CLEVELAND -- Could slugger Jim Thome be getting some company in the National Baseball Hall of Fame from other former Cleveland Indians?
The Baseball Writers Association of America released the ballot for the 2019 Baseball Hall of Fame Class, and three former Indians, shortstop Omar Vizquel (second year of eligibility), designated hitter Travis Hafner (first year) and outfielder Manny Ramirez (third year), are among those who will be considered for induction.
In his first year of eligibility, Vizquel earned 37 percent of the votes, falling short of the required 75 percent for induction.
The Indians acquired Vizquel in a trade with the Seattle Mariners after the 1993 season in exchange for first baseman Reggie Jefferson, shortstop Felix Fermin and cash, and the Venezuela native went on to spend the next 11 years making breathtaking barehanded plays in the middle of Cleveland’s infield.
Vizquel won eight straight Gold Glove awards at shortstop and appeared in three All-Star games (1998-1999, 2002) during his time with the Indians.
Although Vizquel was known more for his defensive wizardry than batting prowess, the .283 hitter had a knack for clutch hits and got on base better than 35 percent of the time. Also, he proved willing and able of stretching anything into extra bases, as he stole 279 bases for an Indians team that featured power hitters like Albert Belle, Thome and Ramirez, as well as solid contact hitters in Kenny Lofton and Carlos Baerga.
The soft-handed shortstop carried a .985 fielding percentage, despite having 11,961 defensive chances. He combined with several second basemen, most notably Baerga, a fellow Indians Hall of Famer, and National Baseball Hall of Famer Roberto Alomar, to convert 944 double plays over his 11 years in Cleveland, an average 85.8 per season.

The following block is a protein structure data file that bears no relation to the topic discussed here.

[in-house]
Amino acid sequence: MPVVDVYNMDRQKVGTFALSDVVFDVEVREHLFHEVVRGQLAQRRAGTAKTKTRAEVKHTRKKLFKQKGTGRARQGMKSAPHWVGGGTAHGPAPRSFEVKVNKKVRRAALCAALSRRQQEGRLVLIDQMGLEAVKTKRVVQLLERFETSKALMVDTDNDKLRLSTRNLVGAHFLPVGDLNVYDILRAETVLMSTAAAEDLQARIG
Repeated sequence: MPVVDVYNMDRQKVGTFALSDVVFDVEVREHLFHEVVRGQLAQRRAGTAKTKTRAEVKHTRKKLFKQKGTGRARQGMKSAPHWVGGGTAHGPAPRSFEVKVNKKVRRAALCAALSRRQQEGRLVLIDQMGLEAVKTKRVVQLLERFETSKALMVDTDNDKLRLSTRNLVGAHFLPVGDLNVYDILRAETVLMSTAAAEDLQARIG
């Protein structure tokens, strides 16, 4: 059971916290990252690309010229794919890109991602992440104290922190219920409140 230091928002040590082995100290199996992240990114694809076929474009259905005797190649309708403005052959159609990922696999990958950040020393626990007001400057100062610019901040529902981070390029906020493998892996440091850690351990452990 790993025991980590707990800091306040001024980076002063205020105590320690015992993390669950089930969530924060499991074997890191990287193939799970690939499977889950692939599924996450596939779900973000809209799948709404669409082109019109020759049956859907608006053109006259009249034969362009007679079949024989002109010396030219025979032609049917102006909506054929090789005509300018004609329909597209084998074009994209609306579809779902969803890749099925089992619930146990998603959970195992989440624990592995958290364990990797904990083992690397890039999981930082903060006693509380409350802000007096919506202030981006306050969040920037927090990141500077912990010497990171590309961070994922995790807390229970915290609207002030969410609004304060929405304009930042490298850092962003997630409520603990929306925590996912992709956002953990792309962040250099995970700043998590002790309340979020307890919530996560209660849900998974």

Combined with Alomar, Vizquel turned 275 double plays for the Indians from 1999-2001, and his 1,734 career double plays turned rank first all-time. They are 144 more than Hall of Famer Ozzie Smith, who is second all-time for double plays turned by a shortstop (1,590).
Vizquel won one Gold Glove Award with the Mariners and two more with the San Francisco Giants for a career total of 11.
Vizquel finished his career with 2,877 hits, the fifth-most ever by a shortstop. Only Honus Wagner (3,420), former New York Yankees captain Derek Jeter (3,383), Cal Ripken Jr. (3,184) of the Baltimore Orioles and Milwaukee’s Robin Yount (3,142) had more hits as a shortstop, and all but Jeter, who is yet to be eligible, are enshrined in the National Baseball Hall of Fame.
A lifetime .272 hitter, Vizquel had 456 doubles, 77 triples and 80 home runs along with 951 runs batted in, 1,445 runs scored, 1,028 walks against 1,087 strikeouts, 404 stolen bases, 256 sacrifice hits and 94 sacrifice flies.
Vizquel led the league in sacrifice hits four times in his career (1997, 1999 and 2004 with the Indians and 2005 with the Giants).
Acquired in a trade with the Texas Rangers in December of 2002, Hafner spent 10 seasons with the Indians, where he belted 200 home runs, 238 doubles and 11 triples. More than 43 percent of Hafner’s 1,039 hits with the Indians went for extra bases.
Hafner drove in 688 runs, scored 582 and had a .509 slugging percentage over 1,078 games with the Indians.
Over 967 games in eight years with the Indians, Ramirez hit 236 home runs, 237 doubles and 11 triples, drove in 804 runs and scored 665.
Ramirez picked up 93 votes (22 percent) in his second year on the ballot, down from the 105 (23.8 percent) he obtained in his first year of eligibility in 2017.